Defendants argue that Amundson's suit should be dismissed because Mexico provides a more convenient forum. ( MTD ¶¶ 5-14.) Amundson opposes dismissal, contending that her selection of forum was not "abusive" and Mexico is not an adequate alternative forum for her claims. ( Opp'n ¶¶ 4-18.) For the following reasons, the Court agrees with Amundson.

As an initial matter, it appears that Amundson does not refute Defendants' claim that the case at bar could have been brought in the state of Baja California Sur, Mexico. ( MTD 5-6; See generally Opp'n. ) Therefore, for purposes of this motion, the Court finds that the courts of Baja California Sur provide an alternative forum for this case. The Court must next determine if this alternative forum is "adequate."

In support of their claim that Mexican courts provide an adequate forum for Amundson's claims, Defendants argue that "Mexican law provides remedies quite comparable to those available in California." ( MTD 7.) Defendants make a number of arguments in support of this claim, all buttressed by a declaration of their expert on Mexican law, Manuel Garcia Pimentel Caraza[2]. First, they suggest that "Plaintiff Amundson's remedy for her tort claim of negligence would be available by bringing claims for breach of non-contractual obligations (i.e., a tort at common law) for any negligence on part of the Defendants that might have caused Plaintiff Amundsun's [sic] damages." ( Id .; Decl. Caraza ¶ 31.) Second, Defendants explain that if Amundson prevails in her breach of non-contractual obligations claims in Mexico, she would be entitled to indemnification according to Mexican Federal Civil Code 1915 ("MFCC"). ( MTD 7; Decl. Caraza ¶ 54.) Third, Defendants contend that even though Amundson's recovery is limited by MFCC 1915, it is still adequate, as courts have found that even when "foreign law imposes a severe limit on damages recoverable by a plaintiff, rendering the claim uneconomic to pursue, [this] does not necessarily render the remedy inadequate." ( MTD 7.) Defendants never address whether Mexican law provides an adequate forum for Amundson's strict products liability claims. ( See generally MTD. )

Amundson does not directly address these points, but instead presents an argument, supported by her expert on Mexican law, Luis Miguel Krasovsky[3], that trumps Defendants' position. According to Amundson, "Mexico has a very limited system of damages and liability for damages can only be imposed on the wrongdoer itself." (Opp'n 8.) This appears to be supported by Krasovsky's declaration. ( Decl. Krasovsky ¶ 5.) Amundson argues that because Defendants' "liability is vicarious, which lacks the cause and effect relationship necessary to impose liability" required under Mexican law, Amundson "has no meaningful remedy at all." ( Opp'n 7, 8.) This is also supported by Krasovsky's declaration, as he opines that none of the Defendants would be subject to "any liability derived from the death of an individual." ( Decl. Krasovsky 6.) So, according to Amundson, the Mexican forum is inadequate because it does not provide for liability for Defendants, while the present forum does.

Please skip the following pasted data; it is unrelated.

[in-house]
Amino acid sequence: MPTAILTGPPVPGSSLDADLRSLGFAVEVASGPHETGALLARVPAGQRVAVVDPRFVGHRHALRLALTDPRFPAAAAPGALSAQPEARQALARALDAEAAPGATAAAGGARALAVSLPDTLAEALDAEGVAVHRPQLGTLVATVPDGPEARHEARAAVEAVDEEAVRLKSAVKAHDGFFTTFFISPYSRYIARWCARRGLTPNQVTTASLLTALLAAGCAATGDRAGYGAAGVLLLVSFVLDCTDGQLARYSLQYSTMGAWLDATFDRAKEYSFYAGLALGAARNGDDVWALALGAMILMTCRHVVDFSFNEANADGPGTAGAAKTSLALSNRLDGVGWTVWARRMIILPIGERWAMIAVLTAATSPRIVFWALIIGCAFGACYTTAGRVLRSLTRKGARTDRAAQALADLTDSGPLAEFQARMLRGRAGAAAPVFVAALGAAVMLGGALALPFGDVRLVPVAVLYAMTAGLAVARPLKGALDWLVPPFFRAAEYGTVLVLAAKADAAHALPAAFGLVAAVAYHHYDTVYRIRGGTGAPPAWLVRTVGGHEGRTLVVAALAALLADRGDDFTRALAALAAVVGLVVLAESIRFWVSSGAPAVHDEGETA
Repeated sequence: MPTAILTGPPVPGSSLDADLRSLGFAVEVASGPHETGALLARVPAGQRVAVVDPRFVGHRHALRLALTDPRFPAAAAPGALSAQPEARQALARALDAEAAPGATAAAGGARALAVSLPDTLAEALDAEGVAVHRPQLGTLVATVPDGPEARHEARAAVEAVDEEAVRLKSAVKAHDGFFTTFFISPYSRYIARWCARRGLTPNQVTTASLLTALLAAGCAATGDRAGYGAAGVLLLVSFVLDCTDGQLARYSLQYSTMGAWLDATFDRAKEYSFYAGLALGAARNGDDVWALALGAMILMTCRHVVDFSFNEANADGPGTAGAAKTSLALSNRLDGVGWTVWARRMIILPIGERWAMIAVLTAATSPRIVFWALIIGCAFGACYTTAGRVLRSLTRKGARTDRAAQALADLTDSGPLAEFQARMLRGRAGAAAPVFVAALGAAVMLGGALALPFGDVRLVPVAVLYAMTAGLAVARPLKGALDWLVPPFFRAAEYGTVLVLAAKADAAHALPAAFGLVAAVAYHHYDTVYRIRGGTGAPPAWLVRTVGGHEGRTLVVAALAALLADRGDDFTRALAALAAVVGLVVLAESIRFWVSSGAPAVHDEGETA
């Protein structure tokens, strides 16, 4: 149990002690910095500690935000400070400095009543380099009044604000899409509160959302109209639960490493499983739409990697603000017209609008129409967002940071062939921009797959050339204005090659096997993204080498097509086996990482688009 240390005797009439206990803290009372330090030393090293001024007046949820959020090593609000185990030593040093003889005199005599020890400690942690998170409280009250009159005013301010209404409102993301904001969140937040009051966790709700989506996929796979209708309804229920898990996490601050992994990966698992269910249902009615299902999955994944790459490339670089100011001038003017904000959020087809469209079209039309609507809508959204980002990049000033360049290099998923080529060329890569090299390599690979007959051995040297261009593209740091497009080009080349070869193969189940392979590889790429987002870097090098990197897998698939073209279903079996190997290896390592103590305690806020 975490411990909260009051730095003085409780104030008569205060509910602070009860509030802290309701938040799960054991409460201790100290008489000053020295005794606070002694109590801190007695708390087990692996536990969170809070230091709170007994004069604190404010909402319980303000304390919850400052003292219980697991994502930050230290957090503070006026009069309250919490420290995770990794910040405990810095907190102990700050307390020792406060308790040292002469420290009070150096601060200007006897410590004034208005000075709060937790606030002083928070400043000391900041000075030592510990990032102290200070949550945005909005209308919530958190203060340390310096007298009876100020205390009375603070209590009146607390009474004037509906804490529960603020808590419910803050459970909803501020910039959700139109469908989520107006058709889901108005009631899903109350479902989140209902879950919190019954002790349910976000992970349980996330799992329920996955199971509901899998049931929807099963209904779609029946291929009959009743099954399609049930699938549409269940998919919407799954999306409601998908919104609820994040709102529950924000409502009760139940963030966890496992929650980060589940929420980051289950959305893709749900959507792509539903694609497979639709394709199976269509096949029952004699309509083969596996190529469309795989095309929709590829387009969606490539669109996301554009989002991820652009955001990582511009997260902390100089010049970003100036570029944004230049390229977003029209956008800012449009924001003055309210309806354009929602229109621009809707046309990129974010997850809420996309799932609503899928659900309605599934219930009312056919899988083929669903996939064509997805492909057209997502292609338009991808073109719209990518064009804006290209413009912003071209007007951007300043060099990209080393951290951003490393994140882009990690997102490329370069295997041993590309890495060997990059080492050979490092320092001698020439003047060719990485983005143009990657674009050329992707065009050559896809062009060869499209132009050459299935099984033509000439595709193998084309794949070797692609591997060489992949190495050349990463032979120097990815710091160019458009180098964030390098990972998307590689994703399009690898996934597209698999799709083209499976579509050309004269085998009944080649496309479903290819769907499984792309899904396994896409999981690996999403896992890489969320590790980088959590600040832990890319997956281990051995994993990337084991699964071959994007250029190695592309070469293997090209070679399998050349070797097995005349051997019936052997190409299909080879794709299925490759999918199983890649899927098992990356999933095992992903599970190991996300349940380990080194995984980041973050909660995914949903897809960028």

Instead of addressing Amundson's argument regarding liability, Defendants use their reply to rehash the arguments they made in favor of Mexican courts providing an "adequate" alternative forum. ( Reply 4, 5.) Defendants' failure to address this claim concedes its validity for purposes of this motion. Thus, Amundson has established that Mexico does not provide an adequate forum for her claims because Mexican law affords her no remedy at all against the Defendants. See Piper, 454 U.S. at 254; see also Lueck, 236 F.3d at 1143.

In light of the foregoing, the Court finds that Defendants have failed to meet their burden to provide "a clear showing of facts which... establish such oppression and vexation of [Defendants] defendant as to be out of proportion to [Amundson's] convenience."[4] Cheng, 708 at 1410. Therefore, Defendants' motion to dismiss is DENIED. Because Defendants fail to establish that Mexico provides an adequate alternative forum, the Court need not address the parties' arguments with respect to the private and public interest factors. See Lueck, 236 F.3d at 1142.


In light of the foregoing, the Court DENIES Defendants' motion to dismiss for forum non conveniens.